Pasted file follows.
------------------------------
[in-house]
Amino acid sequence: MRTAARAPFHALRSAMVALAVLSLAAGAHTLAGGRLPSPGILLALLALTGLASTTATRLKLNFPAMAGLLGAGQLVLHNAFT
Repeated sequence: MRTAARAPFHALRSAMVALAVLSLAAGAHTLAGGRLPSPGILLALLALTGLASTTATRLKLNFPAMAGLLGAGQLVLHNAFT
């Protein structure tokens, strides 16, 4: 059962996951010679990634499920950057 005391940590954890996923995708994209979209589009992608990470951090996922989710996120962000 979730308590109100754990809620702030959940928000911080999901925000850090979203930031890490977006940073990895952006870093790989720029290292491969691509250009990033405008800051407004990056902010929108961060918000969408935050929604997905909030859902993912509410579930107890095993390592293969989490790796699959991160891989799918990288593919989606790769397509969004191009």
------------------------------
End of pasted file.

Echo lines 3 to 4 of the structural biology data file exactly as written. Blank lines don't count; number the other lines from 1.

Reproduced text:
Repeated sequence: MRTAARAPFHALRSAMVALAVLSLAAGAHTLAGGRLPSPGILLALLALTGLASTTATRLKLNFPAMAGLLGAGQLVLHNAFT
């Protein structure tokens, strides 16, 4: 059962996951010679990634499920950057 005391940590954890996923995708994209979209589009992608990470951090996922989710996120962000 979730308590109100754990809620702030959940928000911080999901925000850090979203930031890490977006940073990895952006870093790989720029290292491969691509250009990033405008800051407004990056902010929108961060918000969408935050929604997905909030859902993912509410579930107890095993390592293969989490790796699959991160891989799918990288593919989606790769397509969004191009």